The next few days involved 40-50 mile hops to secluded anchorages - Lutz Creek on Monday, Alligator River on Tuesday, and Belhaven, NC on Wednesday. We had to forgo a Kill Devil Hills visit with Dave and Camilla (Southern Heat) this time since the winds were pushing all of the water out of the canals. Did we mention that we're now 5'11"? We thought our draft was 5'3" (the CM440 specs say 4'11", and we have 4,000 extra pounds of goodies on board), but we re-measured in Deltaville and had a very rude awakening. Anyway, there was no way we could get into KDH with a 6' draft, so Dave drove to Belhaven to see us. He took us on a driving tour of Belhaven (all three blocks of it), found a new marina and pub (go see Randy at Pungo Creek Marina - he has the only fuel dock in Belhaven), and enjoyed a great dinner at Fish Hook's Cafe. We had a terrific time with Dave and only wished Camilla could've joined us. Hopefully they'll visit us in the islands next year.

After another day-trip and anchorage in Broad Creek off the Neuse River, we made it to Beaufort, NC, on Friday. The Town Creek anchorage was completely packed - there are a lot of boats going south! - but we managed to find a spot to drop the hook. Carryn, Brandon, and Bella on Sol Mate arrived an hour later and anchored in front of us. We all enjoyed a quiet evening and were looking forward to a rest day. Saturday we met up with Dennis and Suzi from Thate Wata, another cruising couple we met in the Abacos last winter. They were gracious enough to drive an hour from New Bern to Beaufort, and we enjoyed an afternoon of lunch and shopping with them. We hosted dinner on Pipe that night for Sol Mate and agreed to buddy-boat down the ditch to Wrightsville Beach. We had initially planned to do an offshore jump from Beaufort, but a Canadian cold front has brought 25-30kt winds and 5-7' seas for the next 3+ days. No thanks! Instead, we decided to get down to Southport inside; hopefully the weather would improve by mid-week for a jump offshore.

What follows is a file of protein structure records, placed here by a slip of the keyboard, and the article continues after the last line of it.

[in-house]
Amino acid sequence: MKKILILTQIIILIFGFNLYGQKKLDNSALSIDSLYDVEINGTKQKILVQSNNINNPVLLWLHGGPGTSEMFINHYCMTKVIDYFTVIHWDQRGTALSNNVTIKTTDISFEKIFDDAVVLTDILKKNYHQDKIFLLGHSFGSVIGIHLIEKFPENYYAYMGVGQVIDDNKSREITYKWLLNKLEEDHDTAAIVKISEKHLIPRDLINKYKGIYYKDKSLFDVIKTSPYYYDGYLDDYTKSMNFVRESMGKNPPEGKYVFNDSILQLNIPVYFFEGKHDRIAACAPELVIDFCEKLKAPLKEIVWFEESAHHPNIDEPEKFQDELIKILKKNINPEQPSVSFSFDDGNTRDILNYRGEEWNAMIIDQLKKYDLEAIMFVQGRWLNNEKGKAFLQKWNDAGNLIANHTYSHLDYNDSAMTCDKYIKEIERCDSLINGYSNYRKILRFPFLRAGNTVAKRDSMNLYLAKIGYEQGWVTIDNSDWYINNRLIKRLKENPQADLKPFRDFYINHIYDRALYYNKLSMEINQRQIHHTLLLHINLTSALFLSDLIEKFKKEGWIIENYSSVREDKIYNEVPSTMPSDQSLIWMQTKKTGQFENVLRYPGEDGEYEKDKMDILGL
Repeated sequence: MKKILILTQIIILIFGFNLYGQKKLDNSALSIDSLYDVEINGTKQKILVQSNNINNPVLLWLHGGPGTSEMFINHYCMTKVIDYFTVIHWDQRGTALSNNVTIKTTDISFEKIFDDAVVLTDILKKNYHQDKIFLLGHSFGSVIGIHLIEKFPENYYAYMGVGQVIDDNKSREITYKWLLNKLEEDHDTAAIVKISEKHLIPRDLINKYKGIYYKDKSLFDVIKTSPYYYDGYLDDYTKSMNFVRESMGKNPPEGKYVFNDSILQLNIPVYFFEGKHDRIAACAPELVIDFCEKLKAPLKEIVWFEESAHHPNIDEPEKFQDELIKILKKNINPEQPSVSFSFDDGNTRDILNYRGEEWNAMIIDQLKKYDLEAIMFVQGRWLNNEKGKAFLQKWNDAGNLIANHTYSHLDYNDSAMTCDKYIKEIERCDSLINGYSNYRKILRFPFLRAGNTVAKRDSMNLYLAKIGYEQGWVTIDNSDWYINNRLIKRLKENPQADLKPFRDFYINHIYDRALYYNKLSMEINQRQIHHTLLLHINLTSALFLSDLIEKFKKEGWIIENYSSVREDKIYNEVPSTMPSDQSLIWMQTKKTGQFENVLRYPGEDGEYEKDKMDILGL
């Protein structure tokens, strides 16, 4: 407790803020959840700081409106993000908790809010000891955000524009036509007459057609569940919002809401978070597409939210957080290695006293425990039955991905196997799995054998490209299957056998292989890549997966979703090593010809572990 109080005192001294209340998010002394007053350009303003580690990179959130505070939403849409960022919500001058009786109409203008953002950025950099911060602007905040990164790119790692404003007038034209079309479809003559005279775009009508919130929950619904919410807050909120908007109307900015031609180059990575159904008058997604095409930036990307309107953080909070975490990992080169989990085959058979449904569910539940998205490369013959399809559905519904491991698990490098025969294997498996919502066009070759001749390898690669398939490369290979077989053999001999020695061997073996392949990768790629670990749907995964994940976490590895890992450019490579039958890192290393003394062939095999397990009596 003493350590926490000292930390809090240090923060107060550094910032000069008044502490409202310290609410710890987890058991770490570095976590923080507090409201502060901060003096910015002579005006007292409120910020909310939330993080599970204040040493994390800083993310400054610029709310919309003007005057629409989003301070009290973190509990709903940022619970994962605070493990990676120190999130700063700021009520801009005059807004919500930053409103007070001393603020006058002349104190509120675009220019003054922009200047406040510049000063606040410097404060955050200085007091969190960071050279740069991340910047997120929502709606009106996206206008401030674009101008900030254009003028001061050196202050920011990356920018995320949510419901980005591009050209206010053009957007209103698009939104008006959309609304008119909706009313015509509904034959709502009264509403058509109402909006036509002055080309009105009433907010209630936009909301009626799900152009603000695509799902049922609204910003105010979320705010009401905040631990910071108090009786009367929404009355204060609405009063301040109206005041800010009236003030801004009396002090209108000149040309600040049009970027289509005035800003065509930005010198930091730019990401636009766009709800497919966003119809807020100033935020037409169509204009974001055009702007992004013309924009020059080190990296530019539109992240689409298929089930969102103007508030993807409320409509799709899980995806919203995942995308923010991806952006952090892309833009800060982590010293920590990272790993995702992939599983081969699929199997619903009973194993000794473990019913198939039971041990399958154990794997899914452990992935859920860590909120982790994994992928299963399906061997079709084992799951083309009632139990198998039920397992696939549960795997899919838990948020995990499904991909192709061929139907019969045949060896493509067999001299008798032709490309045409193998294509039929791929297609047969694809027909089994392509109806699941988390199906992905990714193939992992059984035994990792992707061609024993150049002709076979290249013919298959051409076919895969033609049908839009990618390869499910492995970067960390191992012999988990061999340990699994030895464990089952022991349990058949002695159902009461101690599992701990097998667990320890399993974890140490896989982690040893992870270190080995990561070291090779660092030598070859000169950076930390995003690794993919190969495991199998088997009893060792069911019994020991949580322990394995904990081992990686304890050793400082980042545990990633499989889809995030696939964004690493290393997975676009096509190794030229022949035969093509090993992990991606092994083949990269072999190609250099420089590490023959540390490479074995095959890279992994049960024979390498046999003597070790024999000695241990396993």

We left Beaufort Sunday morning for the 40 mile trip to our anchorage at Camp Lejeune. We came to an abrupt halt three miles later thanks to the 65' Atlantic Beach Bridge that showed only 62' of clearance on its tidal board. We waved good-bye to Sol Mate (damn their 58' mast!) and anchored to wait until the water levels came down. An hour later we edged our way through the bridge. The board showed just under 63', and we heard the dreaded "ting ting ting" of our VHF antenna as it hit the underside of the bridge. Note to self: do NOT go through a bridge unless we have at least 63' of clearance!

Sunday night was spent with 25+ other boats in the Camp Lejeune anchorage. Swing room was limited, and it was cozy to say the least. Brandon and Carryn invited us over for dinner (thanks, guys!), and we had a great evening hanging out together and playing Yahtzee. Monday we took advantage of the time change and were up at 6:30am. It was an easy run to Wrightsville Beach until...WHAM! We were leading a pack of six sailboats north of the Wrightsville Beach Bridge; about a half mile from the bridge, we met up with ten other boats that had been waiting for the 2pm opening (the bridge only opens on the hour, and boat traffic can get pretty busy in front of the bridge). Thanks to 2-3kt currents coursing in front of the bridge, we were all coasting all over the place trying to avoid the shoals and each other. We took an eye off the depth gauge long enough to watch another boat pass us, and suddenly came to an abrupt halt. Rene gunned the engine to no avail. We figured we were on a small ridge of some sort since our depth sounder read that we had a foot of water underneath us. After a couple more attempts to get off, we called for help. As we watched our friends motor through the now-open bascule bridge, we saw a red boat come zooming towards us. Tow Boat US to the rescue! We got a tow-line attached to a bow cleat, and 300HP later, we were loose. It turns out that there was a temporary marker in that exact spot until yesterday; a trawler got caught in the chain holding the marker in place and demolished it. So no more warning for us that the port side had shoaled well into the channel. Oops! Wrightsville Beach is just a bad karma spot for us. The two times we've been here have both resulted in Tow Boat US calls (the first being on our northbound trip when our anchor dragged and we ended up alongside another boat). Oh, least we got free in time for the 3pm opening. There was still enough time to fuel up and get anchored before sunset. We're hoping for a quiet night tonight - we have a long couple of days ahead of us. The weather is finally cooperating enough for us to make an offshore run. We have a small window from Tuesday afternoon to Friday morning where winds and waves remain moderate for a more comfortable crossing. We'll motor the 22 miles from Wrightsville to Southport through the ICW, and should be in the Cape Fear Inlet (south of Southport) by Tuesday afternoon. From there, it's about 200 miles to Port Royal Inlet, the nearest entrance to Beaufort, SC. We're looking forward to spending a week there playing tourist, visiting friends, and taking it easy before the run to St. Mary's, GA, for Thanksgiving. Hopefully our next blog will come to you from warmer temps. Cheers!

Pictures with this Blog chapter: